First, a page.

Not long ago I was fortunate enough be contacted by an old friend who happened to have a friend who had written a book and was looking for an Illustrator. This, however well intentioned, usually does not bode well for us who have ever pushed a pencil around. We all have stories of friends of friends or friends of family who fancy themselves as Writers and our good natured relations have decided to play matchmaker. They mean well but 98% of the time they never work out but this time I met Chautona Havig. Wife, Mother and one of the most driven Artists I've had the pleasure to get to know, (she, I'm sure is reading this and making a "driven, yeah driven insane," type comment but that's one of the many reasons I like her!) Chautona has written, produced, published and marketed more books than some people have ever read. After one conversation with her I knew she was, as the great Stan Lee calls a True Believer. She cares about characters and where they come from, she is true to them so of course I had to work with her.

Between the second and third book Chautona decided that it was about time her readers got to know me a little better and so decided to conduct a proper interview. Chautona has graciously allowed me to include it here but if you would like to see it in it's original form please check it out at her site, here . Please, while you are there check out her work and check back regularly, there is plenty more to come!


Chautona Havig April 2010

Last September, I got a phone call. Now, anyone who knows me knows how much I love the phone. *cough* Picture it. Ethan is trying to convince me he’s paying close attention to his math book while Wall-E plays in the background. Andra is STILL clearing the counters from lunch, and Lorna is… well I am afraid to try to remember what Lorna was doing. Roast simmers in a crock pot, the air is a balmy 99 degrees, and I’m sitting on my bed talking to a stranger about a strange creature in a strange place.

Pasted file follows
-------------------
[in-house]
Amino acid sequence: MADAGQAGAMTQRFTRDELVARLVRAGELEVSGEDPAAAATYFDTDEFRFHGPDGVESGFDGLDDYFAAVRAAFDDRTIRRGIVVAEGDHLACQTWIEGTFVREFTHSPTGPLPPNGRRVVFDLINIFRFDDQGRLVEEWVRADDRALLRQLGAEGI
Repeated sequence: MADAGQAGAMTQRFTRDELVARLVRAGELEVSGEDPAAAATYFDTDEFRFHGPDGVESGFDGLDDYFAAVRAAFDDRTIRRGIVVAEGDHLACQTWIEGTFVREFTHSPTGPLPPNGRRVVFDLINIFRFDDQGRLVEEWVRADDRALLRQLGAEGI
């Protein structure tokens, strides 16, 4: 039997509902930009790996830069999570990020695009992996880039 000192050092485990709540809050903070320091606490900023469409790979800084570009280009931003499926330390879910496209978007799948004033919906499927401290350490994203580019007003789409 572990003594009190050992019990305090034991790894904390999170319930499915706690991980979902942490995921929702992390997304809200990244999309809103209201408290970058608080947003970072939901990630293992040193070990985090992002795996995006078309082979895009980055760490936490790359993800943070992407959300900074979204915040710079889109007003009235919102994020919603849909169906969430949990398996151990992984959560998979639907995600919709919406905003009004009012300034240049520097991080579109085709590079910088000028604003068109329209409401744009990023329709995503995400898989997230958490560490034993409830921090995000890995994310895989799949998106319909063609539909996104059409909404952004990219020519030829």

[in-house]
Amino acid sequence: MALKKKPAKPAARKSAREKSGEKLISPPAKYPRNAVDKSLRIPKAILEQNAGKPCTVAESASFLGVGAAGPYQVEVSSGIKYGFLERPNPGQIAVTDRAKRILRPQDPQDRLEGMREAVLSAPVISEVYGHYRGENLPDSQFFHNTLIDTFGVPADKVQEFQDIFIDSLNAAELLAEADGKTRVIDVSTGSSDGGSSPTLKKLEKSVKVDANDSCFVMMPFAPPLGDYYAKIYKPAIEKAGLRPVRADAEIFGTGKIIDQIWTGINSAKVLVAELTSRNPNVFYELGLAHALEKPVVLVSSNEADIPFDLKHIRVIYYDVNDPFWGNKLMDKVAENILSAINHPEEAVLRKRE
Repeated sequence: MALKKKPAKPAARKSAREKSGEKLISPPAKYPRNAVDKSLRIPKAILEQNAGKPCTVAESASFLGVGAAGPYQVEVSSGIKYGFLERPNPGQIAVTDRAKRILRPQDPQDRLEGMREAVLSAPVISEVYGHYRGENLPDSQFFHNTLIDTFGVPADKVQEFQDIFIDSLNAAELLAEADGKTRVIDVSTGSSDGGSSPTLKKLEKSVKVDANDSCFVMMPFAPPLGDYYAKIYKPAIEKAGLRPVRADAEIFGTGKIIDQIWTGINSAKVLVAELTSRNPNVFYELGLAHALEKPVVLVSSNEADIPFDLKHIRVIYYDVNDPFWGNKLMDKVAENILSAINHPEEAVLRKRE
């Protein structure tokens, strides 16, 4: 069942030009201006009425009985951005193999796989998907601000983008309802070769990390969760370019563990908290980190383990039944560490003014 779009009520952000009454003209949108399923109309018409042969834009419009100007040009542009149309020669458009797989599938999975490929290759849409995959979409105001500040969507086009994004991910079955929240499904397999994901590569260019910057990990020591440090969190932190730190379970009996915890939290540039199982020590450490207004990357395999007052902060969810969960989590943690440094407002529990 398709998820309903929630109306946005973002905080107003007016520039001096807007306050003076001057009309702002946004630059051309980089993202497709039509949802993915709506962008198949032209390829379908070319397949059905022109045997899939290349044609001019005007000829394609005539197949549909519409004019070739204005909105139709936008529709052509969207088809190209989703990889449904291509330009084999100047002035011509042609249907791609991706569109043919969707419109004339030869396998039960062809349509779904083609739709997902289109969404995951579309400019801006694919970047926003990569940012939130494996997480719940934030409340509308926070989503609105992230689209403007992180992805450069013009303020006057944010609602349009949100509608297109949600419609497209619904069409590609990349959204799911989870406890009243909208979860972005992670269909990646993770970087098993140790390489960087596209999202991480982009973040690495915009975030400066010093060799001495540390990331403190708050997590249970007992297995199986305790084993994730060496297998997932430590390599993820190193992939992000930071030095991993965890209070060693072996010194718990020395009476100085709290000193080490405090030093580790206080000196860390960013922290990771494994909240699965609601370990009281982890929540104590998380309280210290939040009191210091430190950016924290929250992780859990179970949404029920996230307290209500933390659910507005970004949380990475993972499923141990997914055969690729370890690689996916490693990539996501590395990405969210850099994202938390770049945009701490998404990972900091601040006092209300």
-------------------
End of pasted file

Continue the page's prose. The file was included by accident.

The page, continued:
Now, I have to confess something. I loved the conversation. It didn’t feel like I was jabbering away at the guy for an hour and a half… but I did. I’ve often wondered if he got off the phone, turned to his wife, and said, “What on earth did I just agree to do? This woman’s a freak!” I thought about asking… but I really don’t want to know. Just sayin’.

Now, I’ll confess, I was nervous. I had a mental picture of Wynnewood, complete with East and West being reversed in my mind… weird when you consider I have an excellent sense of direction every other time… apparently they were reversed in Medieval times. It was a backward time in history, so that shouldn’t surprise us. Back to nervous– I was convinced that no one could put what was in my head on paper. How could they? I drew an amazingly pathetic map. I mean. P.A.T.H.E.T.I.C. Just sayin’. I told him about Dove, about Philip, I gave away plot… the works. He asked questions like

“What kind of soundtrack fits Wynnewood?”


“I was thinking about using Kells for the font, what do you think?” (Like I knew what that meant)

He was AMAZING when it came to pointing out flaws or giving me little tidbits that I could use in the story. “Well, the Druids feared hemlock…” Oh yeah??? YIPPEE! Down with the Druids I always say. Gimme some hemlock baby! (Ok, that’s just so not me!) We discussed the difference between wooden castles and stone, being up above a moat… the works. I left that conversation with all kinds of amazing information that weeks of research hadn’t uncovered. I’m sure he’s sick of my constant facebook questions like, “What can you tell me about dwarves…”